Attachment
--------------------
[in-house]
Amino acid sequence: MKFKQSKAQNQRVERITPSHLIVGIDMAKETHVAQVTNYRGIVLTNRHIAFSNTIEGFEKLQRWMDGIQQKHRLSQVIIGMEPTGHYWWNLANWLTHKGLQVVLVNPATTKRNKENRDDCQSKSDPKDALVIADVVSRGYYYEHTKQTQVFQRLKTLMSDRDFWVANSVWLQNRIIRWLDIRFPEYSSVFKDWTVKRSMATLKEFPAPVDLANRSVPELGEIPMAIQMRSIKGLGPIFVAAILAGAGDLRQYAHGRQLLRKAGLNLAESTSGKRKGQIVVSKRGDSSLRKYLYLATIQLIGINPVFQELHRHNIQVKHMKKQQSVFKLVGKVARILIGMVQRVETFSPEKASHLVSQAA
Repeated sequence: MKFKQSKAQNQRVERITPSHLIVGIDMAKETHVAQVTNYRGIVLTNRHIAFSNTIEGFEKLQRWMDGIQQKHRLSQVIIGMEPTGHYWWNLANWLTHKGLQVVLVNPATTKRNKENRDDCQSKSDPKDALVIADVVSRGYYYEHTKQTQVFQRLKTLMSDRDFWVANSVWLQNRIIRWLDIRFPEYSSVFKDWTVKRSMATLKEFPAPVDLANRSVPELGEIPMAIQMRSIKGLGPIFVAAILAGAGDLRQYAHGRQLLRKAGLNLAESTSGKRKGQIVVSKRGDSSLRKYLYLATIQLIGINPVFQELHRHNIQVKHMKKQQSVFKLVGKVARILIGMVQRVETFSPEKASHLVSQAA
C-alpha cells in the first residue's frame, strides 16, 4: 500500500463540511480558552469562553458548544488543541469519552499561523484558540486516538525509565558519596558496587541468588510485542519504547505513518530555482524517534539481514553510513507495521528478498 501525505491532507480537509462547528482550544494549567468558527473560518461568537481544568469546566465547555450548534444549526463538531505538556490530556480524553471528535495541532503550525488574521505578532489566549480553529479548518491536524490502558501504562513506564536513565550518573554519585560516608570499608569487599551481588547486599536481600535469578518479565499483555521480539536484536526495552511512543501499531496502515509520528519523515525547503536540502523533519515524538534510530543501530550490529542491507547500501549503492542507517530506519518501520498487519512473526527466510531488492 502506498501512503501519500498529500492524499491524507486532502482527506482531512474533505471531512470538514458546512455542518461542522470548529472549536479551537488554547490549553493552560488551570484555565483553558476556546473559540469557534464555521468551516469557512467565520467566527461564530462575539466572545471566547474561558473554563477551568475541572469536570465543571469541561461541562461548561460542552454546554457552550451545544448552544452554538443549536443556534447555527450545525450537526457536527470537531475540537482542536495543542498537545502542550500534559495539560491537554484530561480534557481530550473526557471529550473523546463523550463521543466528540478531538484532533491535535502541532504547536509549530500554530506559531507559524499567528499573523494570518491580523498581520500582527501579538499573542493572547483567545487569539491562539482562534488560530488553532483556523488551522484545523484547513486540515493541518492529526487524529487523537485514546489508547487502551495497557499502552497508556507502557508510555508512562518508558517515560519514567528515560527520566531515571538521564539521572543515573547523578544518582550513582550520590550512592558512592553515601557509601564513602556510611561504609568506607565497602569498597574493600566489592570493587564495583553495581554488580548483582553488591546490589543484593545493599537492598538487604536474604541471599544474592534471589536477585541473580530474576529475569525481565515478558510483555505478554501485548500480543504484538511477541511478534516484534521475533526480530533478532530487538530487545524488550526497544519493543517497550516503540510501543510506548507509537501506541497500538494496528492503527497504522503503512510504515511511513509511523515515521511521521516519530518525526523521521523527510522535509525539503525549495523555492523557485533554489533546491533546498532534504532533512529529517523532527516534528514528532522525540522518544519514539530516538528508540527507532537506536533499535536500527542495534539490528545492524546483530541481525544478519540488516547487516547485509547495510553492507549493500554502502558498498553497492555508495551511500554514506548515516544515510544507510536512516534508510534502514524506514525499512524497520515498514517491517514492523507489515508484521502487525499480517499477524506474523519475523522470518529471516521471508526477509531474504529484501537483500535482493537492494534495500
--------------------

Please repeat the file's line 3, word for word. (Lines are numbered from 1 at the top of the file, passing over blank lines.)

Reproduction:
Repeated sequence: MKFKQSKAQNQRVERITPSHLIVGIDMAKETHVAQVTNYRGIVLTNRHIAFSNTIEGFEKLQRWMDGIQQKHRLSQVIIGMEPTGHYWWNLANWLTHKGLQVVLVNPATTKRNKENRDDCQSKSDPKDALVIADVVSRGYYYEHTKQTQVFQRLKTLMSDRDFWVANSVWLQNRIIRWLDIRFPEYSSVFKDWTVKRSMATLKEFPAPVDLANRSVPELGEIPMAIQMRSIKGLGPIFVAAILAGAGDLRQYAHGRQLLRKAGLNLAESTSGKRKGQIVVSKRGDSSLRKYLYLATIQLIGINPVFQELHRHNIQVKHMKKQQSVFKLVGKVARILIGMVQRVETFSPEKASHLVSQAA